The Taj Mahal, Agra, Uttar Pradesh, India
At the top of our list of must places to visit when on our six-week trip around India was the Unesco World Heritage Site, the Taj Mahal. Declared in July 2007 as one of the world’s Official New 7 Wonders of the World, it’s easy to understand why we were eager to see, in person, this magnificent work of art in all it’s glory.
The Taj Mahal stands proudly in the city Agra in the northern state of Uttar Pradesh. There are a number of ways to get to Agra, by car, bus, train or plane, depending on where you are coming from. It’s a little over 240 Km from Delhi so by car it would take over three hours. We travelled by train from Delhi, which took roughly the same amount of time.
If you decide to travel by train, there are a number of options from express seat only trains to regular seat and sleeper trains. Before you purchase your ticket, check the type of train, the seating arrangements and in some cases the class of seat.
Your ticket will ultimately depend on how much you want to spend (or save) and what kind of seating arrangements you are comfortable with. When you arrive at Agra Station, for your safety and security always use the official rickshaw and taxi booths just outside of the train station.
You shouldn’t have a problem getting to the Taj Mahal from the train station or your hotel, after all, no matter what language you speak it’s the same name.
Do be aware though that you won’t be able to get the majority public transport straight to ‘The Taj’ gates. Regular vehicles have been banned from the area for many years to combat pollution that causes the marble of The Taj to yellow. So if you do get a ‘regular’ bus or taxi, you can either walk to gates or get the electric bus or a rickshaw from one of the car parks.
There are three gates to enter the Taj Mahal from. The South Gate, East Gate and West Gate.
Once you buy your ticket from an official ticket booth outside the gates, the next step is security and to go through the gates.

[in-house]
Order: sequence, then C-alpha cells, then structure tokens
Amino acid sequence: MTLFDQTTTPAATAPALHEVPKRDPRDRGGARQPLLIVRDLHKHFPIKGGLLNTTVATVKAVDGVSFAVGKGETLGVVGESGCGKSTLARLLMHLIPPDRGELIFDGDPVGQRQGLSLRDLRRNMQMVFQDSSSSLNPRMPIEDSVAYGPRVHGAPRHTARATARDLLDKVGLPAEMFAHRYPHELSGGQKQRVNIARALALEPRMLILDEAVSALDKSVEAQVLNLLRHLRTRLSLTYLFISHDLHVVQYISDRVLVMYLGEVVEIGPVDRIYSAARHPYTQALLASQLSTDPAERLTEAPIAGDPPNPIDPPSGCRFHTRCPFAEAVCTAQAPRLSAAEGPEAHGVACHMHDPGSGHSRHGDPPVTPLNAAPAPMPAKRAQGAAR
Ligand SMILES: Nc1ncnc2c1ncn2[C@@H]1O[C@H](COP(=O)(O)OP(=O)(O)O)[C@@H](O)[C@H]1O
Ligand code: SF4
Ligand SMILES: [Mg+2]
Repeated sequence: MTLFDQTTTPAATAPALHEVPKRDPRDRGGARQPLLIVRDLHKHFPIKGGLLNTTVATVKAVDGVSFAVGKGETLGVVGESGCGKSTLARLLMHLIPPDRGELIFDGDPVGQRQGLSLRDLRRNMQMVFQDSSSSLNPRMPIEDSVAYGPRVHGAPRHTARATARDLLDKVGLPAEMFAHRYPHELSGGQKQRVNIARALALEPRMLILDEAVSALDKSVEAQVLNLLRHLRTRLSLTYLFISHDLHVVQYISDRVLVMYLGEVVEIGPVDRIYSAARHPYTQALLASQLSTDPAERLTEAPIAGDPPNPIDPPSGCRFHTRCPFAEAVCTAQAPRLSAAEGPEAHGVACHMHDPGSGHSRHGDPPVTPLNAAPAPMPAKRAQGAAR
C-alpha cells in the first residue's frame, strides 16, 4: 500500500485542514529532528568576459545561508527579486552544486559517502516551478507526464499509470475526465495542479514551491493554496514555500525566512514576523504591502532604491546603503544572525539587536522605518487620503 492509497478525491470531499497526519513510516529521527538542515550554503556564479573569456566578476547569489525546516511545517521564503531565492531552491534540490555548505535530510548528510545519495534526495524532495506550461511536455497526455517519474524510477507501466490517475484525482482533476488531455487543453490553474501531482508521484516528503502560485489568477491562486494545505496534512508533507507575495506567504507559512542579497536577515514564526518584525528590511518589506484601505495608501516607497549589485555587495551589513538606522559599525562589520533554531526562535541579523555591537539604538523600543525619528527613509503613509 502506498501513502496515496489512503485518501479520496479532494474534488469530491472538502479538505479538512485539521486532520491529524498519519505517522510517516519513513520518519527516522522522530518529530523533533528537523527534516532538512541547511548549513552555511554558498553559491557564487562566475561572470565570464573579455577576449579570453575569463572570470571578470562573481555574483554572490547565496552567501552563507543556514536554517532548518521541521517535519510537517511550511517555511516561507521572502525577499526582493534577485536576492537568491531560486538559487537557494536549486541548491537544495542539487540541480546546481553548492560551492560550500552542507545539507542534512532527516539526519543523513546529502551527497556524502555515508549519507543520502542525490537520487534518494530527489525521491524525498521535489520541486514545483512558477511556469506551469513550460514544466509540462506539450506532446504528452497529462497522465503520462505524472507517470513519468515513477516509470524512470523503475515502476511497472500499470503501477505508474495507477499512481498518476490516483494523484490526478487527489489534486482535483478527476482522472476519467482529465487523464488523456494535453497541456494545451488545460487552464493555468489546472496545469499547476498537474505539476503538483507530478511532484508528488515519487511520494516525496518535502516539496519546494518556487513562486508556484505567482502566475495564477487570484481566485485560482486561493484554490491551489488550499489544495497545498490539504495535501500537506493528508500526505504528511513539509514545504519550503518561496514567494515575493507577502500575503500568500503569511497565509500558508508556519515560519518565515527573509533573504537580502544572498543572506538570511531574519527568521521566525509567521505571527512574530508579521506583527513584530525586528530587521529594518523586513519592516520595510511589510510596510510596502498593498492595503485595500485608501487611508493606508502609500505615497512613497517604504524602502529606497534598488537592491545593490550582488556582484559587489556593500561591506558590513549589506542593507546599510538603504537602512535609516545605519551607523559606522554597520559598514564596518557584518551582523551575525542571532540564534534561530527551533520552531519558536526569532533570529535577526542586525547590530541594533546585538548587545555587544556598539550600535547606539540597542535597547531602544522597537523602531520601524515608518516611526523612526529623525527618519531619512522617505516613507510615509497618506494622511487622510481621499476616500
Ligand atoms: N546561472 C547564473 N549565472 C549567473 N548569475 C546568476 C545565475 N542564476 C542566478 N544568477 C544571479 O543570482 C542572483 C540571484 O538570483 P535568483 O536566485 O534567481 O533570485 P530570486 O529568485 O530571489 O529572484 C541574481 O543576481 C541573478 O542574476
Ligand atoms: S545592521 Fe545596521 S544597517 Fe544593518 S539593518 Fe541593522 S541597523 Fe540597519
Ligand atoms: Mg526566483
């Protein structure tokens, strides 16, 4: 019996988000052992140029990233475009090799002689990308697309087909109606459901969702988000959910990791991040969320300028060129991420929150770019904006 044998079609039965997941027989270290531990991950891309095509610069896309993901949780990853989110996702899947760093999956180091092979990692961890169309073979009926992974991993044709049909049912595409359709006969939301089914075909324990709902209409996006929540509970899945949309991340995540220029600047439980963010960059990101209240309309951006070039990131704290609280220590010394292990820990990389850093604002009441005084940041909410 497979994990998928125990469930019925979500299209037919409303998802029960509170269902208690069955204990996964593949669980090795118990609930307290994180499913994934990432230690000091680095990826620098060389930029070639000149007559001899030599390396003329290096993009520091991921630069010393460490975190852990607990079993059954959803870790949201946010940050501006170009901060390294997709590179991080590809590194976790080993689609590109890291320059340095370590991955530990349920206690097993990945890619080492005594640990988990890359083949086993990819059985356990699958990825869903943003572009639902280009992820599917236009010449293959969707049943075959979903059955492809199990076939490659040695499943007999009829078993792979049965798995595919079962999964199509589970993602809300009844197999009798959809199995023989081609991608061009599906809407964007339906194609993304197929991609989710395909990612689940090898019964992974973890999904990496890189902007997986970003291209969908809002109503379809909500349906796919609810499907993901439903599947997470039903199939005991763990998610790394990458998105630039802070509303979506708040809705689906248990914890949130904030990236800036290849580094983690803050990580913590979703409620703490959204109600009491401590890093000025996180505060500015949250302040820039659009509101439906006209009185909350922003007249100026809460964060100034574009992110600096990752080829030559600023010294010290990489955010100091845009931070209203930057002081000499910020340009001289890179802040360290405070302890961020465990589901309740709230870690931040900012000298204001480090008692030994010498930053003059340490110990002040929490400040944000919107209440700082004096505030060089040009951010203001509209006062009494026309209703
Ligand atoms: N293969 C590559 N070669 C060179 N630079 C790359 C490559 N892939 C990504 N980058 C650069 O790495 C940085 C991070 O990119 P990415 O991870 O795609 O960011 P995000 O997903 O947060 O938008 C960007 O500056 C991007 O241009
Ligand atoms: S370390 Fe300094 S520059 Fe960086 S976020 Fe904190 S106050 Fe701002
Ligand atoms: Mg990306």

Security is strict when it comes to rucksack’s, video camera’s and electronics including laptops. There are lockers available at each gate which you can use to store your belongings. These lockers are free at the east and south gates but there is a small fee at the west gate.
My advice though is, if you can, travel light to the Taj Mahal. Leave your rucksack in your hotel and just carry your passport, monies, phone, camera and bottled water in a small secure bag.
Once through your gate of choice be prepared to be in awe of what stands before you, the main entrance, the Darwaza, and then The Taj Mahal … (I could excuse Patrick’s shaky camera work but I feel it adds to the excitement we felt)
When at the entrance, you will most likely be asked if you would like your photo professionally taken, just as I was in the video above. We didn’t bother, but do go for it if you like. Even better, I’ve heard it be suggested you ask the photographer to take the photo with your own camera. That way you’ll have all your photo’s of your experience together.
The Taj Mahal is a white marble mausoleum (tomb) that was built between 1631 and 1648 by Mughal Emperor, Shah Jahan.
Shah Jahan was stricken by heartbreak from the death of his third and favourite wife Arjumand Bano Begum in 1631, who died giving birth to their 13th child together.